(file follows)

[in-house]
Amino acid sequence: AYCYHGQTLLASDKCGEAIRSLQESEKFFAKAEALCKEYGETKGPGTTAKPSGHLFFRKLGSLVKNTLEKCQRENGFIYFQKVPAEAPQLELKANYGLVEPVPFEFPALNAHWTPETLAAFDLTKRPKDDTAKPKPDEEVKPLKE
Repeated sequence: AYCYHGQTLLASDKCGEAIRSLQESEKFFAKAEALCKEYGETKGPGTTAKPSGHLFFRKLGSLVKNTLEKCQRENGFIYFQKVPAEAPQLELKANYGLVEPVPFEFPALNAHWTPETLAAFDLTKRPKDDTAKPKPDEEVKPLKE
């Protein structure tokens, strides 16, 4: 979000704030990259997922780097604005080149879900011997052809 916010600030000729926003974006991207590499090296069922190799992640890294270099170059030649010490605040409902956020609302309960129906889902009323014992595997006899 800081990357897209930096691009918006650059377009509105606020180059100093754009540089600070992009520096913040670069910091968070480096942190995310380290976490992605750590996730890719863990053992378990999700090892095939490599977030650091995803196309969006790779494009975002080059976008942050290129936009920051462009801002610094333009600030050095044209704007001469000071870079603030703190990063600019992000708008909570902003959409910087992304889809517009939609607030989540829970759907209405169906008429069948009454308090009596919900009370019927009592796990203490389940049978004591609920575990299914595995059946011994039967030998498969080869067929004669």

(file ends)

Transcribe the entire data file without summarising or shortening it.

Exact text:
[in-house]
Amino acid sequence: AYCYHGQTLLASDKCGEAIRSLQESEKFFAKAEALCKEYGETKGPGTTAKPSGHLFFRKLGSLVKNTLEKCQRENGFIYFQKVPAEAPQLELKANYGLVEPVPFEFPALNAHWTPETLAAFDLTKRPKDDTAKPKPDEEVKPLKE
Repeated sequence: AYCYHGQTLLASDKCGEAIRSLQESEKFFAKAEALCKEYGETKGPGTTAKPSGHLFFRKLGSLVKNTLEKCQRENGFIYFQKVPAEAPQLELKANYGLVEPVPFEFPALNAHWTPETLAAFDLTKRPKDDTAKPKPDEEVKPLKE
């Protein structure tokens, strides 16, 4: 979000704030990259997922780097604005080149879900011997052809 916010600030000729926003974006991207590499090296069922190799992640890294270099170059030649010490605040409902956020609302309960129906889902009323014992595997006899 800081990357897209930096691009918006650059377009509105606020180059100093754009540089600070992009520096913040670069910091968070480096942190995310380290976490992605750590996730890719863990053992378990999700090892095939490599977030650091995803196309969006790779494009975002080059976008942050290129936009920051462009801002610094333009600030050095044209704007001469000071870079603030703190990063600019992000708008909570902003959409910087992304889809517009939609607030989540829970759907209405169906008429069948009454308090009596919900009370019927009592796990203490389940049978004591609920575990299914595995059946011994039967030998498969080869067929004669």